Friday, December 11, 2015

Texas Hunt Part 3

In case you have missed the previous two columns, I had a chance to do one of those special dream hunts. I met up with a lifelong friend who now lives in Texas. He hinted, well maybe it was more like bragged, at the number and quality of big whitetail deer there, and I was going to find out whether it was really true.

It was.

I only had two days to spend on the hunt between assignments in which I would be in Houston and St. Louis, so if they were there, I was going to need to choose my prey and be ready.

On the first day’s afternoon hunt, I arrowed a nice eight pointer from 32 yards. After contacting Bobby and Chewy who were hunting for feral hogs on another part of the land, we went over to where the arrow was lying. Blood had coated the arrow shaft and fletching and there was blood spray behind it from the pass through.

A dozen yards away Chewy spotted more blood. I have tracked many a deer with blood trails, all in North Carolina. When tracking blood spots in Texas while in a drought, things were a little more difficult. The vegetation and landscape is completely different in the Texas hills, with more dirt that plants, and the grass was basically brown, brittle cover. Instead of a bright red blood spot, it was more of an orange residue as the ground quickly absorbed any moisture.

Still, with three seasoned hunters, we were able to follow along the trail. The deer made a run up a large hill and then went into a slow walk. We were able to determine the deer settled down twice underneath some of the dried up evergreens dotting the landscape before standing and walking again. As happens with many deer that are bleeding out, he began to search for water.

The Texas drought meant there was only one place to go, a pond that was nearly dried up. Based on the blood loss, he would never make it that far.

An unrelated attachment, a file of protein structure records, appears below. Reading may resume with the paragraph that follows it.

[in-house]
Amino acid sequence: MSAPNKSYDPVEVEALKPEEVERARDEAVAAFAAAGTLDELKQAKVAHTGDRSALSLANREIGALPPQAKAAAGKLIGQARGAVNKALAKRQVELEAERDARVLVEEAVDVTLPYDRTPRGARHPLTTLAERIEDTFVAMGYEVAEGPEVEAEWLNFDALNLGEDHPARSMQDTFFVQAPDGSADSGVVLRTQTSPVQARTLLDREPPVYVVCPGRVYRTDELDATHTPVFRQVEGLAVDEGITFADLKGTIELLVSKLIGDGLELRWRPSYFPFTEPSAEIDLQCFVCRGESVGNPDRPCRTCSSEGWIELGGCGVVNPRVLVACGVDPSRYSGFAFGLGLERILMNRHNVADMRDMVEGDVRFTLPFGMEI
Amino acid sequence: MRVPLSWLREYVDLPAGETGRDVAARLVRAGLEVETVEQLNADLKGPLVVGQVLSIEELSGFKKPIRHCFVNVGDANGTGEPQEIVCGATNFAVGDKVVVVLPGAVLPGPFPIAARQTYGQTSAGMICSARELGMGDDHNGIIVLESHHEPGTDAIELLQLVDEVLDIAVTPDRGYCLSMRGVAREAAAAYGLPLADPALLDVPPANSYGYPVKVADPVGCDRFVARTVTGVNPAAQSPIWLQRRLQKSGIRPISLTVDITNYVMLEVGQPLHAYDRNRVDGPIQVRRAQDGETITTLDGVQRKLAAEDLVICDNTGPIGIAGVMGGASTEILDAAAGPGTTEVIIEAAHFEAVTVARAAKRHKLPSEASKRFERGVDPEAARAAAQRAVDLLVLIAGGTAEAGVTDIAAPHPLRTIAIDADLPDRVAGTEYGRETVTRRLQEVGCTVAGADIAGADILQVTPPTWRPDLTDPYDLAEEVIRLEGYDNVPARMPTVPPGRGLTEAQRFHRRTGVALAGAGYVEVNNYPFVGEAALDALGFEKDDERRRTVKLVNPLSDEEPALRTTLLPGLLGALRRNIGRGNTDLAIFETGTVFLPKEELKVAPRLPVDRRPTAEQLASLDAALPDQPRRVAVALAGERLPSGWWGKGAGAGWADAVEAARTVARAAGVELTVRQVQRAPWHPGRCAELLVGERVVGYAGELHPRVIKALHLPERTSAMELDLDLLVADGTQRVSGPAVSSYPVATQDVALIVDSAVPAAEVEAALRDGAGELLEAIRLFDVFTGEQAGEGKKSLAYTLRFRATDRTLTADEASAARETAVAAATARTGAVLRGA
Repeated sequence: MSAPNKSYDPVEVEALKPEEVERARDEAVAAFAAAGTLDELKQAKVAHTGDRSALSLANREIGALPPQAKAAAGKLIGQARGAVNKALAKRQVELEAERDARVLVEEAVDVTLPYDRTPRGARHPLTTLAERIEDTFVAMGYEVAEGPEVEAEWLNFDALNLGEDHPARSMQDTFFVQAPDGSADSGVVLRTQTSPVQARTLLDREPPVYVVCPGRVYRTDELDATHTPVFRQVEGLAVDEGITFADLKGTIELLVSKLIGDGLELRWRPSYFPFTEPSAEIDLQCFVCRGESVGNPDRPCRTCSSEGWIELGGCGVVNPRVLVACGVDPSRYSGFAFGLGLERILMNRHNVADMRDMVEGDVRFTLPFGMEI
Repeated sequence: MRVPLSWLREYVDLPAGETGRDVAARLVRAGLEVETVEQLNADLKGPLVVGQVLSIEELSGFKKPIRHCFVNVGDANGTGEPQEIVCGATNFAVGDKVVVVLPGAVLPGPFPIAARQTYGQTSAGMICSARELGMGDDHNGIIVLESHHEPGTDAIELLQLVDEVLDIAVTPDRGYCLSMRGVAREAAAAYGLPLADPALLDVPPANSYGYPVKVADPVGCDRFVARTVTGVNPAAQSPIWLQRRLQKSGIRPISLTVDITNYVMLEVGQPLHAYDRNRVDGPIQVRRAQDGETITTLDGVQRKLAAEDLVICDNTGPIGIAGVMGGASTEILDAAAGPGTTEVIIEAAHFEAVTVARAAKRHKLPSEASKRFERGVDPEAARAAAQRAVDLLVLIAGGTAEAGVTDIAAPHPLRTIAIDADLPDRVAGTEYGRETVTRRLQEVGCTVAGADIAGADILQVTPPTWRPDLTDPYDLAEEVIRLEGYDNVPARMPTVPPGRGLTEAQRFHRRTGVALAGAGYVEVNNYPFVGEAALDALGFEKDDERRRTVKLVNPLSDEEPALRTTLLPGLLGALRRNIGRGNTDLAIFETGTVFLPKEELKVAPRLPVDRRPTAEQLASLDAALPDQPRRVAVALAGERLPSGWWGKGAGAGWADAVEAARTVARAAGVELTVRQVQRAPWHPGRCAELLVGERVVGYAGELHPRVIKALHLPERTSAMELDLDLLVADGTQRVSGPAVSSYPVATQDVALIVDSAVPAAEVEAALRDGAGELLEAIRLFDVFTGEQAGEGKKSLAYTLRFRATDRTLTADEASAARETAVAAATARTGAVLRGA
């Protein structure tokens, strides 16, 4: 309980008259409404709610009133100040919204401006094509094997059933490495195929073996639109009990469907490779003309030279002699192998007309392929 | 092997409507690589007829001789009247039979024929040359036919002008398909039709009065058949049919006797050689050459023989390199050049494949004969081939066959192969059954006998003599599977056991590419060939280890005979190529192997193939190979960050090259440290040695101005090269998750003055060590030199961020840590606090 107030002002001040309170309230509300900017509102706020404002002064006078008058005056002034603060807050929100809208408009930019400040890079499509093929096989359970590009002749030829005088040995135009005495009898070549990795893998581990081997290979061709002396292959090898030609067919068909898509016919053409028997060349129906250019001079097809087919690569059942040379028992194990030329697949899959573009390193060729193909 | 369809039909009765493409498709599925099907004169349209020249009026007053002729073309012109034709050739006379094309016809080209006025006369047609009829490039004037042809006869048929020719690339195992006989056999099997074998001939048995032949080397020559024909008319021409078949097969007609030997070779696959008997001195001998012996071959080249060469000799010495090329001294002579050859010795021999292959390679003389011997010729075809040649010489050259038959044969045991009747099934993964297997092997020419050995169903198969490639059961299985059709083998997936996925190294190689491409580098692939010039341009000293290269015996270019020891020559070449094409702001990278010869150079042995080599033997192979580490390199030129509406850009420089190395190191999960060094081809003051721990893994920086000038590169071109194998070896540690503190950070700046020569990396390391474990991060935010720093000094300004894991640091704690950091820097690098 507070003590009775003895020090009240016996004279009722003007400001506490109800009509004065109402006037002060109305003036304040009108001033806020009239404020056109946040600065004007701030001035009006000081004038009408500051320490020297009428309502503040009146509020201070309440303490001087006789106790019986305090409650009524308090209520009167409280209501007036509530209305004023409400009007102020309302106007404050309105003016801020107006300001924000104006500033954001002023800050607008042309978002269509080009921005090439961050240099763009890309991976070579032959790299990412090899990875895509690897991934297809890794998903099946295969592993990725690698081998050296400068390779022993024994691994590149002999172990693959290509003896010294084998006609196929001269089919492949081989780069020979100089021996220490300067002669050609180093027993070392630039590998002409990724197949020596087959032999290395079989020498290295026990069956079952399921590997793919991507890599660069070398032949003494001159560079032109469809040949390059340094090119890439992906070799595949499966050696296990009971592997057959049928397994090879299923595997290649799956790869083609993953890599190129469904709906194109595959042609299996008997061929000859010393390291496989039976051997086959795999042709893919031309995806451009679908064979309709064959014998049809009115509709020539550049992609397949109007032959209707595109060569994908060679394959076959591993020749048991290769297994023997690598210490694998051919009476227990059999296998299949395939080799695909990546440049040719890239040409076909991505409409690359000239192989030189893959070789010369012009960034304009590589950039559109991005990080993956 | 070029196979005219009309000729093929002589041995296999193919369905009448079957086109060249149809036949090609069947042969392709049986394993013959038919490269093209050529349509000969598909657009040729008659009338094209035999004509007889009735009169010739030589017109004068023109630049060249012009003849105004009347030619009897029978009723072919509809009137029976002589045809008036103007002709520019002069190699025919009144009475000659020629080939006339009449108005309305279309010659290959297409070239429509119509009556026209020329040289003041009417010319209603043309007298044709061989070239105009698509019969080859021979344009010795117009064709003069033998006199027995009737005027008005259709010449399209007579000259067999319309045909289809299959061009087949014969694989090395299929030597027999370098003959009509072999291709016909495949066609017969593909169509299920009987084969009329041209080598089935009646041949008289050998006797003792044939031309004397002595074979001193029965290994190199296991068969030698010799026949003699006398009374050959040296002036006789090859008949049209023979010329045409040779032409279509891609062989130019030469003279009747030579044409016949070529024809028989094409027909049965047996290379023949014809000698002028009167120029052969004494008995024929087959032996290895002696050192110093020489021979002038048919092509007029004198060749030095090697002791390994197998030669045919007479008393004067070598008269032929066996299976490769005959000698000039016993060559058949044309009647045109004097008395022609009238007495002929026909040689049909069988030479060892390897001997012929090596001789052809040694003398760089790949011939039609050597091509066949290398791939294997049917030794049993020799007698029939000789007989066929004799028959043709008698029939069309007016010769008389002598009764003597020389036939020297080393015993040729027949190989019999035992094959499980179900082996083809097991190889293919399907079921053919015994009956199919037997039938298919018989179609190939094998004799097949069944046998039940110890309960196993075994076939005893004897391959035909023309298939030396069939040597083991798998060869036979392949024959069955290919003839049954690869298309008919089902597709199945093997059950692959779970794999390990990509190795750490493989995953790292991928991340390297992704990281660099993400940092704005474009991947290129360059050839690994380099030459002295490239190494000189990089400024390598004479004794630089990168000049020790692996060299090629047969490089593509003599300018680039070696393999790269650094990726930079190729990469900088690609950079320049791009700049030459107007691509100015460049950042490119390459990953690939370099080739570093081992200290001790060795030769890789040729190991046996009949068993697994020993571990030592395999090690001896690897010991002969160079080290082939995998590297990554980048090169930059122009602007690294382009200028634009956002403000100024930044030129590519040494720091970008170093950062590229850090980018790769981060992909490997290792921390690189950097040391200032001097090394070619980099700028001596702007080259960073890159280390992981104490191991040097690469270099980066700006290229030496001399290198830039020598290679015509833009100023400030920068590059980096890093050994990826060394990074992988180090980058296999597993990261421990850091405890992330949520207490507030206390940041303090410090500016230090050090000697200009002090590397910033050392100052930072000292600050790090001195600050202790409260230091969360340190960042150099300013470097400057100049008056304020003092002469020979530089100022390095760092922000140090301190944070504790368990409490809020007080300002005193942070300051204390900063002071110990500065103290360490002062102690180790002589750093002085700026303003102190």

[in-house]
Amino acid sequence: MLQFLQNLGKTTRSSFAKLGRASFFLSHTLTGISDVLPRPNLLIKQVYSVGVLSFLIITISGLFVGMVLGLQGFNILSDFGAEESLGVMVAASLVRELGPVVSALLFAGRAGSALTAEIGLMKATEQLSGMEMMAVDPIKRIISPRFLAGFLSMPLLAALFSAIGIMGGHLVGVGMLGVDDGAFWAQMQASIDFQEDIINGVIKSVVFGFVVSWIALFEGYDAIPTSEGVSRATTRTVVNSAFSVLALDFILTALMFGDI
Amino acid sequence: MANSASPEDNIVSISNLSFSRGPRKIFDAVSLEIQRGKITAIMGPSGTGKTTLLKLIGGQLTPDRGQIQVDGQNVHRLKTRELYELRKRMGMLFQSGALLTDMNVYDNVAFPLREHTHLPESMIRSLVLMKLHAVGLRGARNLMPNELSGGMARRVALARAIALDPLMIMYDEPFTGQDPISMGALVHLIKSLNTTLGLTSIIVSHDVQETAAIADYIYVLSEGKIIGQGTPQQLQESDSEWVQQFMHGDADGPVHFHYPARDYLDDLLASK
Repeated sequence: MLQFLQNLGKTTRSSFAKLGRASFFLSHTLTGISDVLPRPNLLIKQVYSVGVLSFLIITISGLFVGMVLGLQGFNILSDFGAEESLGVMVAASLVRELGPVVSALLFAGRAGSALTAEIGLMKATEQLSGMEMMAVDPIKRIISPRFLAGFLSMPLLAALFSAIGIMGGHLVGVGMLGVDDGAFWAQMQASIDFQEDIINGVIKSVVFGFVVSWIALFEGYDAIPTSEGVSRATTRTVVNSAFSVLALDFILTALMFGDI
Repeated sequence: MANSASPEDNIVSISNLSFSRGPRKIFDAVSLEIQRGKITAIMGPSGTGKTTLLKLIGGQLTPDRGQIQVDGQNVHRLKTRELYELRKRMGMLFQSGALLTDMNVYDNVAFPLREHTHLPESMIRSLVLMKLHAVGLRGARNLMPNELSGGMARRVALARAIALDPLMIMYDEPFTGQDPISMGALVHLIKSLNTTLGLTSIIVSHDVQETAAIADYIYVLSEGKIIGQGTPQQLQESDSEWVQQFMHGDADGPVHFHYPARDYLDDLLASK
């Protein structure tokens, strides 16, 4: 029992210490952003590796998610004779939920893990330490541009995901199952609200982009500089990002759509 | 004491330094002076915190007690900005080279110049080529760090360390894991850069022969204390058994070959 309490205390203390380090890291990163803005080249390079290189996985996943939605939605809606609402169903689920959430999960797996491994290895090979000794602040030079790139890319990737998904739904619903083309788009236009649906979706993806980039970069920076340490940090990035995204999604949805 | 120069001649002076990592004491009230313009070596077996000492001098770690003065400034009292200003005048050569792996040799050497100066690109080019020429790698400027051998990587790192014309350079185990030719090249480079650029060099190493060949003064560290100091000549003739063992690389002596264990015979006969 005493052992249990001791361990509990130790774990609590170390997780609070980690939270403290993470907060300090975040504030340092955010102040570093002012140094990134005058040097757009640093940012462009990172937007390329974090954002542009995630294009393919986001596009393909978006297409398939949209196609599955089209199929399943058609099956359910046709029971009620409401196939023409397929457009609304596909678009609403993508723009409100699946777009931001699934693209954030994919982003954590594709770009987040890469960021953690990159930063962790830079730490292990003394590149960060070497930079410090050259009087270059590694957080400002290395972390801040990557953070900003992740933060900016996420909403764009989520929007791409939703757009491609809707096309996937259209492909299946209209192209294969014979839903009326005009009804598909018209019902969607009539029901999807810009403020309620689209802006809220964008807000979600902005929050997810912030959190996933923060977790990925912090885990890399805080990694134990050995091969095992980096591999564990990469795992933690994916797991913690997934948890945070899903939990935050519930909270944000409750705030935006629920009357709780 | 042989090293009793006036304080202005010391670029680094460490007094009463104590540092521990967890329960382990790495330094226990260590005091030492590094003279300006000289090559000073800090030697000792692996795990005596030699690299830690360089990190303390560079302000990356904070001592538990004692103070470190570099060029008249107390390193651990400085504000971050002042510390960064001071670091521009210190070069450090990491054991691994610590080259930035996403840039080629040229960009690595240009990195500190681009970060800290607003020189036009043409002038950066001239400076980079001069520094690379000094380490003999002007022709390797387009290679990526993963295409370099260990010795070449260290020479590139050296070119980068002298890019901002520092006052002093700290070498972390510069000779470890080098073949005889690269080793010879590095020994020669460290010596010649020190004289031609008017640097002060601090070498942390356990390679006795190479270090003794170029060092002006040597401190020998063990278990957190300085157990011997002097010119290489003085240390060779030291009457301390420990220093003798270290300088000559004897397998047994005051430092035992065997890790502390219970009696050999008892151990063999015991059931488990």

We tracked his turn, another spot where he bedded to rest for a few minutes, and then tracked him another twenty yards.

That was it. No more blood. We worked our way into broader and broader circles. Finally the darkness prevailed and we decided to forego a morning hunt and track once more.

The next day even the large patches of blood were nearly invisible where they soaked into the parched ground. We searched in an organized manner then began random searches. All were to no avail.

Bobby and I went back out in the afternoon for one last hunt. We were in a different location that was near the one water source on the land. We figured, if the one I hit the day before was still living, he may at least try and come by this stand.

After a bit the first deer made his way into the area. It was the first spike I had seen in the two days as most of the bucks, even the young ones, were at least six pointers. A doe wandered within ten yards of us. Another buck showed up at the back side of the pond. None were the one from the day before though.

As the day neared an end, the bucks were on the move. At least ten different bucks, all shooters here in the Carolinas, made their way to the open.

While trying to catch photographs of many of them Bobby nudged me. “Look! Hammy is about to show that other buck who is boss!” He whispered it in as excited of a voice as could be told quietly. Hammy was one of the many named bucks that had shown on the cameras, this one getting his name for an abundance of white hair on his hams.

I turned the camera towards the two bucks as they stared each other down. Then my instincts took over. I slipped my shutter control to ‘continuous-high speed’ with my left thumb and proceeded to hold the shutter button down with my right index finger in one motion. The results was over a dozen photos of the two bucks squaring off and locking horns while throwing dust and dirt as their hind legs dug into the dry ground behind them.

I never found my buck, but since then Bobby has informed me he has shown back up on the trail cameras with a wound that slightly missed a fatal mark. I saw more bucks in the two days than I would see in two seasons here. I saw more trophy bucks in two hours than I would see in two decades here.

Bobby Fontanini has put together a tremendous management system fostering a healthy and abundant free range deer population and there is no doubt the record books are going to be logging deer from his land over the years. If you would like to be a part of a hunt of a lifetime, contact Bobby at (512)944-0757 and be sure to check out Diamond W Ranch in Lampasas, Texas on Facebook.


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